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NDSU Extension Service, Published February 08 2011

NDSU finding ways to improve soil health

FARGO - When talking about health, we often think of human or animal health. However, soil health is just as important.

The North Dakota Agricultural Experiment Station and North Dakota State University Extension Service are moving forward on an initiative that focuses on alleviating soil-related problems.

"The initiative includes salinity and sodicity problems and fertility management, as well as addressing ways for landowners to manage their land resources for agricultural, recreational and wildlife needs," says Ken Grafton, Agricultural Experiment Station director and College of Agriculture, Food Systems, and Natural Resources dean.

Soil health has been an issue for thousands of years. However, through time, those issues have changed.

"During the Dirty '30s the risk to our soils came from drought, excess tillage and wind erosion," says R. Jay Goos, NDSU Soil Science Department professor. "Conservation tillage and no-till systems were developed to prevent erosion and conserve water. However, we face new challenges today. One of them is salinization because of high water tables after so many wet years."

Soil salinity is a buildup of soluble salts in the root zone of plants. With higher water tables due to more rainfall and summer evaporation of water, salts are left behind and eventually result in salt levels toxic to vegetation.

Saline and sodic soils (accumulated sodium) affect approximately 12.6 million acres of agricultural land in North Dakota.

"Soil salinity is the No. 1 issue on my list," says Lee Briese, a crop consultant based out of Jamestown for Centrol Crop Consulting. "In the spring, there are times when the wind blows that you can see the salts blowing across the road. However, in most cases, the areas with salinity problems are small areas in a field, which makes it difficult for producers to find an economical solution."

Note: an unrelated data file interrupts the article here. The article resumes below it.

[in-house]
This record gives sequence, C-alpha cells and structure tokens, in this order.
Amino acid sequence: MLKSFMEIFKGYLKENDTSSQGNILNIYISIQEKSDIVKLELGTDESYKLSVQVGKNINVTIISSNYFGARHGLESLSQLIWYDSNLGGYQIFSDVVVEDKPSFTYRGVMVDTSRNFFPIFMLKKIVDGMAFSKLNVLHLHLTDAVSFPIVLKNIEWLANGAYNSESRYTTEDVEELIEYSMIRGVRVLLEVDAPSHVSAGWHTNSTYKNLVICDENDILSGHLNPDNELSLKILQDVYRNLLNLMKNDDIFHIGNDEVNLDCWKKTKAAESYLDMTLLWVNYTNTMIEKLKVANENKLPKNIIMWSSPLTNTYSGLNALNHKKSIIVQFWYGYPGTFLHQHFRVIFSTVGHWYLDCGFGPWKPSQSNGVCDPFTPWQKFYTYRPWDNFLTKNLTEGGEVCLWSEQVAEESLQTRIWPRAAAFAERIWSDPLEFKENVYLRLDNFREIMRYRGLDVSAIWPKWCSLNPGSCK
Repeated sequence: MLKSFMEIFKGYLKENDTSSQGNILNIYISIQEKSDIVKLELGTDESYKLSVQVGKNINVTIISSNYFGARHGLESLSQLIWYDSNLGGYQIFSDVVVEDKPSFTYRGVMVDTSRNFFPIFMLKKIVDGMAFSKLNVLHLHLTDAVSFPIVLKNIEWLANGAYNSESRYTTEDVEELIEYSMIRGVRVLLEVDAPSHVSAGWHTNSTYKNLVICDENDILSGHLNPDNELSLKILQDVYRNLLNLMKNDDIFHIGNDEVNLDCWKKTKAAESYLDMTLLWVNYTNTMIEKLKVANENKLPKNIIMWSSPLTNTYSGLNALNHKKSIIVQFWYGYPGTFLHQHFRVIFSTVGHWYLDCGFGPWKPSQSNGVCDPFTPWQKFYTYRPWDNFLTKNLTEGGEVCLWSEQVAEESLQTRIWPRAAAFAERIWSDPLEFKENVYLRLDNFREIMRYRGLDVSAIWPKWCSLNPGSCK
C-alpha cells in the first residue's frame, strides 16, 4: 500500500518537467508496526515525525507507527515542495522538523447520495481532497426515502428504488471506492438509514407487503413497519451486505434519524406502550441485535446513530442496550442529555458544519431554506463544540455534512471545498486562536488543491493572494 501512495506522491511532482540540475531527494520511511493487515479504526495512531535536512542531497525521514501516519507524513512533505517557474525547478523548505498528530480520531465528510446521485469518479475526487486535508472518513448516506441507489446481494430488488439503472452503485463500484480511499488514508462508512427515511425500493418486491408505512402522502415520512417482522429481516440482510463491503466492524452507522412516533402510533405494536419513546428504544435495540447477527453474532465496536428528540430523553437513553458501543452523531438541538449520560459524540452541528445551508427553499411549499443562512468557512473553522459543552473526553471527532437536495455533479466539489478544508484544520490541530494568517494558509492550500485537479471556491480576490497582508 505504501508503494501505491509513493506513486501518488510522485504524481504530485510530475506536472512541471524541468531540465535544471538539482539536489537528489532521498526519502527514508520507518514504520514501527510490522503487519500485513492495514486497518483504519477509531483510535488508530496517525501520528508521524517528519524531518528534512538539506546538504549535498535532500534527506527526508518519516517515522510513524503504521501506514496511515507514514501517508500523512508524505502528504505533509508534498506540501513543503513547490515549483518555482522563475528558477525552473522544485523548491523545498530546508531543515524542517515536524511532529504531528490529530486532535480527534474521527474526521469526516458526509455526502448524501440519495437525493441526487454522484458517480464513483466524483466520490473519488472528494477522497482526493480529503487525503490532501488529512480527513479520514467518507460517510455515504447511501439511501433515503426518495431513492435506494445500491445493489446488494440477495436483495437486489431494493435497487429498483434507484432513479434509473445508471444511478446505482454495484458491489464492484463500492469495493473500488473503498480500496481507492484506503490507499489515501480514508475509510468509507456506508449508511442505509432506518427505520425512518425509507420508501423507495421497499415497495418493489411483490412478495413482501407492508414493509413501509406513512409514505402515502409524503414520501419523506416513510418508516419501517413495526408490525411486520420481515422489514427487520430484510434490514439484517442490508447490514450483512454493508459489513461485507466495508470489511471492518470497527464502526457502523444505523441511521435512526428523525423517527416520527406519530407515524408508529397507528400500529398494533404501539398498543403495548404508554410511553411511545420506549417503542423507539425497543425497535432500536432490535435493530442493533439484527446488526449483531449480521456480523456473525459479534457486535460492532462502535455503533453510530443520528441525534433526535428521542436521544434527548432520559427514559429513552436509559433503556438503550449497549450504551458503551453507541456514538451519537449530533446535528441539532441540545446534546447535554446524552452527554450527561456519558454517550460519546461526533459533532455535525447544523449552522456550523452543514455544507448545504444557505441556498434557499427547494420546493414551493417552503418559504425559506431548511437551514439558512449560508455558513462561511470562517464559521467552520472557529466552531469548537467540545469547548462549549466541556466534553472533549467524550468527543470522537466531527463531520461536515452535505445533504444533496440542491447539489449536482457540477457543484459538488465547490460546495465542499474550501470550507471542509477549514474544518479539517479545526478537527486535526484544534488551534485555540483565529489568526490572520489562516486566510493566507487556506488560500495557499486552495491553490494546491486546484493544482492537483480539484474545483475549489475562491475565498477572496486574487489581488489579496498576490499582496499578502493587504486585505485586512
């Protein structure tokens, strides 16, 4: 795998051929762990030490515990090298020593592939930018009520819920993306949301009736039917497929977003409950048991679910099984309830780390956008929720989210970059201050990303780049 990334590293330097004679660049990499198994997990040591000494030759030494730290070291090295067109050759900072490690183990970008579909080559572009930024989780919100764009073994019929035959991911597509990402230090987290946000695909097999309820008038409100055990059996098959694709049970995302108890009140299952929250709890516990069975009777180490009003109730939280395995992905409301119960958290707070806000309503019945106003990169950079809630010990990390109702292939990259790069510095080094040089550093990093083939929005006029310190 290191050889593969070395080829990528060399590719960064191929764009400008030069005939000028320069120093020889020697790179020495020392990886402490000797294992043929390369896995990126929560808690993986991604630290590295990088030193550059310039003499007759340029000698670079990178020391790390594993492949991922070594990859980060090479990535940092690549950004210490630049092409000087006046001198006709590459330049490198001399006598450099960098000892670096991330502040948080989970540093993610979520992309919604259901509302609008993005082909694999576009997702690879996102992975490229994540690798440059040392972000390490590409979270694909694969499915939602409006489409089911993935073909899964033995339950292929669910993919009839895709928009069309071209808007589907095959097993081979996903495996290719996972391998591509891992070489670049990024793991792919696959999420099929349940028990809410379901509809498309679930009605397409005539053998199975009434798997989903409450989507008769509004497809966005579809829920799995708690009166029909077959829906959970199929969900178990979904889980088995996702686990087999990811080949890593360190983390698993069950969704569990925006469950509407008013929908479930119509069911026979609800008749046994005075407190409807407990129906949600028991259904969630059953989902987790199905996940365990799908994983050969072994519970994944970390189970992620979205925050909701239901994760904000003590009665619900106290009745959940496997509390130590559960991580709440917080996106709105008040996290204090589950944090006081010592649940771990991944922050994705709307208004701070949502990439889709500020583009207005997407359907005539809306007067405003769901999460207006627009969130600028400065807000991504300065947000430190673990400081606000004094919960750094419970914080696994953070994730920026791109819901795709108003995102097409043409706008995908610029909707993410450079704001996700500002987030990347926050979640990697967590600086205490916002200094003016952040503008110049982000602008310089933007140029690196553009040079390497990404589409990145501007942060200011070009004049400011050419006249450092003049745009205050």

As part of the solution, several NDSU Extension specialists and staff have established a tile drainage research site. Tile drainage will lower the water table so water can move downward through the profile to lower the salt level at the root zone. Hans Kandel, NDSU Extension agronomist, is leading the Extension team and collaborating with Extension specialists Tom Scherer, water quality and irrigation specialist, Joel Ransom, agronomist for cereal crops, Sam Markell and Marcia McMullen, plant pathologists, and Dave Franzen, soil science specialist.

"This is a unique site because it is the only replicated research site in a multistate region comparing tiled and nontiled crops," Kandel says. "In addition to measuring yield, plants are evaluated for disease and other growth characteristics."

Plant pathologists are evaluating the effect of subsurface drainage on plant diseases. Soil scientists are monitoring the changes in the soil and agronomists are studying the growth, development and yield of different crops.

Other research scientists are looking at other soil health issues. Tom DeSutter, NDSU environmental soil scientist and professor in the Soil Science Department, is working on several soil health issues.

"We need to understand current and possible future soil issues so that we are ahead of issues rather than reacting to them," DeSutter says.

Three of DeSutter's projects are the quality of sediment after a flood, different methods of evaluating soil salinity in fields and possible byproducts that could be used as fertilizers.

There are other long-term threats to soil health.

"People are starting to talk about 'peak phosphorus' and 'peak potassium' in the same terms as 'peak oil,'" says Goos. "The concept is that after the rate of extraction of a natural resource peaks and then declines, prices go up dramatically as competition for the remaining resource intensifies. North Dakota exports the fertility of its soil whenever a bushel of grain is hauled away. Replacing that fertility likely will be very expensive in the future. Soil fertility is a large component of soil quality. I think that soil quality issues will be with us for a long time."